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Genetic Types And Migration-accumulation Dynamics Of Natural Gases In The Ying-Qiong Basins, The South China Sea

Posted on:2003-07-21Degree:DoctorType:Dissertation
Country:ChinaCandidate:B J HuangFull Text:PDF
GTID:1100360092970963Subject:Institute of Geochemistry
Abstract/Summary:PDF Full Text Request
The Ying- Qiong Basins in the north continental shelf of the South China Sea are in fact two separate Cenozoic basins with close geographic proximity and genetic linkage. Great attention has been paid to these basins in recent years because of their large sedimentary volumes and huge gas potentials. Geochemical and isotopic data of the natural gases from these basins have indicated the presence of at least four genetic types of gases in these basins. They are biogenic gas, thermogenic gas, gase with a mixed origin and inorganic CC^ gas. Biogas was generated from coarse fiber, hemicelluloses and protein that can be degraded by bacteria in Quaternary and Pliocene marine mudstone. The data from simulation test of source rocks, combined with the gas-measurement log and geothermal gradient data of the basins, has shown that the main stage of the bio-gas generation is between 35℃ and 65 ℃ and the death line of bio-gas is about 85 ℃. Using the methods of comparative analyses and gas-source direct correlation, it was suggested that thermogenic gases in the Ying-Qiong Basins were derived from two geographically separate petroleum systems. The gases in the Yinggehai Basin were likely from the marine shales in the Meishan-Sanya Formations within this basin, whereas gases in the Yacheng Field were mainly from the coal-bearing source rocks in the Yacheng Formation in the Qiongdongnan Basin, with only small amounts of gases with high inorganic CC>2 from the Yinggehai Basin. By studying the inorganic CO2 and helium isotopes in Yinggehai Basin, and investigating the Tertiary lithology and geothermal condition, combined with the results of thermal simulation test, it was suggested that inorganic CO2 gas principally came from thermal decomposition of Tertiary calcareous shales and Pre-Tertiary carbonate under the burial depth of 6000m, approximately at a strata temperature of about 250℃.The hydrocarbon source rocks in Yacheng Formation in Qiongdongnan Basin and Meishan and Shanya Formation in Yinggehai basin contain a dominant amount of terrestrial organic matter. This study has indicated that the overpressure cannot significantly delay the organic thermal maturation of the source-rock. However, the high temperature conditions have had strong influence on the thermal evolution and hydrocarbon generation of the source rocks. In places where the source rocks were intensely influenced by deep sourced hot fluids, the rapid heating resulted in an advanced maturation of organic matter deposited in shallower depth. It is the hightemperature, combined with relatively abundant humic organic matter in the Miocene and Yacheng Formation source rocks, that led to predominantly abundant natural gases in the Ying-Qiong basins. Moreover, the focused-episodic gas migration significantly increased the hydrocarbon expulsion efficiencies of the source rocks, and thus provided favorable conditions for the accumulation of large amounts of gases in the diapric structures (such as Dongfangl-1 gas field) in very short geological time. PVT simulation results of fluid inclusions have revealed that an overpressure formed in middle or late Miocene in Yacheng21-l structure, earlier than the phase of enormous hydrocarbon generation and migration of the Yacheng source rock. This overpressure has stopped migration of the later-generating gases into the reservoir, having led to only small amount of aqueous gas in the reservoir.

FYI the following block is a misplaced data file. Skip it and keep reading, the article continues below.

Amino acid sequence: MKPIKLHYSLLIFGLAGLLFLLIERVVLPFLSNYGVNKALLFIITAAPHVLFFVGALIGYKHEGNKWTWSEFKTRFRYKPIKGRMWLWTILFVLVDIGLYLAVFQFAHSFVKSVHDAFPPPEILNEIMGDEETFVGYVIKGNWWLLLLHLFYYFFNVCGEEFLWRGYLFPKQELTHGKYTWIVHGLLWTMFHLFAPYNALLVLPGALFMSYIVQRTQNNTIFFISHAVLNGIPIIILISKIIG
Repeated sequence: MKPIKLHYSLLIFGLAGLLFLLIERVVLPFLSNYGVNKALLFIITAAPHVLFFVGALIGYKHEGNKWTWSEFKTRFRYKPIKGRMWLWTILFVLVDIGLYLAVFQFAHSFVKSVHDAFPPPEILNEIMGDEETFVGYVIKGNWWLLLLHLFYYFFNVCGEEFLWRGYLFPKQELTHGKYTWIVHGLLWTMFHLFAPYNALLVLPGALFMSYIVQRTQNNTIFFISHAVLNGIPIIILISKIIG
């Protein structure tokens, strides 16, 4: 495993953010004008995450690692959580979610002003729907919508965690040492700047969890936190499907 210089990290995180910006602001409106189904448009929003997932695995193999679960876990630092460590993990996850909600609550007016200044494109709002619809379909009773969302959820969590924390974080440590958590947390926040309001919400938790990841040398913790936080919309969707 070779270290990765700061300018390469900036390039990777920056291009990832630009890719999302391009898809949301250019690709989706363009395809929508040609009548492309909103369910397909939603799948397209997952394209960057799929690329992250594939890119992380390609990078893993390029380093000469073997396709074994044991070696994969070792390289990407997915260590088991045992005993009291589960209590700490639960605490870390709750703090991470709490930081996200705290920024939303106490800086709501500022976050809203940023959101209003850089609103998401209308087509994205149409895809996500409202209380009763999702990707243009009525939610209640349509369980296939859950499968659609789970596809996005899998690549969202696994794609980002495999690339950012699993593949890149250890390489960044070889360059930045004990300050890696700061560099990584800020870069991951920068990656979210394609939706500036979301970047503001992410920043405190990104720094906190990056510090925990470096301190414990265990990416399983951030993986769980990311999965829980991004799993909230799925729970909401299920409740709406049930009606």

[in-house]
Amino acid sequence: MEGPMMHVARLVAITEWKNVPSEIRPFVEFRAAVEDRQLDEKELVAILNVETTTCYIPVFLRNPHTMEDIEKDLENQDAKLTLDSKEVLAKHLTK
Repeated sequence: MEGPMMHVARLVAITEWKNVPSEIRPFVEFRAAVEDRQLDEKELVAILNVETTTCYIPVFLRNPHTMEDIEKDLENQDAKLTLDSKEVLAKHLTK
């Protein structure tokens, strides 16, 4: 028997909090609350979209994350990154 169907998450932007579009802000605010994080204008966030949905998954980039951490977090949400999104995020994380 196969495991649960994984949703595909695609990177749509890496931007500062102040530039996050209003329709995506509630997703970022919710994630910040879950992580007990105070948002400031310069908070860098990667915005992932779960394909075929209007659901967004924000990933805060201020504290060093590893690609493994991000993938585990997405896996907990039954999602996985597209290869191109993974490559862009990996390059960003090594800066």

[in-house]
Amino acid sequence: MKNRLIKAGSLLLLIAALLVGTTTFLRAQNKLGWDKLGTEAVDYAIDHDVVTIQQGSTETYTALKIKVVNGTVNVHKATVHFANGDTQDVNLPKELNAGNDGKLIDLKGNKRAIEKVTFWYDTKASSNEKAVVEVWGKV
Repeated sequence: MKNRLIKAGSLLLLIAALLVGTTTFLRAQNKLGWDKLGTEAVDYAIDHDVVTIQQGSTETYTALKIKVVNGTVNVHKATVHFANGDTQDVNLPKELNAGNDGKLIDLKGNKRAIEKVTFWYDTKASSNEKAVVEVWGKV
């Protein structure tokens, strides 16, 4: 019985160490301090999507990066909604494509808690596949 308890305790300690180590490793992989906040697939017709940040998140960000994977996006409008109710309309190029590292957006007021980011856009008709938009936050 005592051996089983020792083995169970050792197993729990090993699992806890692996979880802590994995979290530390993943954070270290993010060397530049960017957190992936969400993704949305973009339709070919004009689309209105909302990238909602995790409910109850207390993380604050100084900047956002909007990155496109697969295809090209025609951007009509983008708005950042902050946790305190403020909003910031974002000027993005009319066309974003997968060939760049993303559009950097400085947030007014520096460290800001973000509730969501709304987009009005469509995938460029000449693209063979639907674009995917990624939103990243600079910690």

Keywords/Search Tags:natural gas, genetic type, palaeopressure simulation, migration-accumulation dynamics, Ying and Qiong basins
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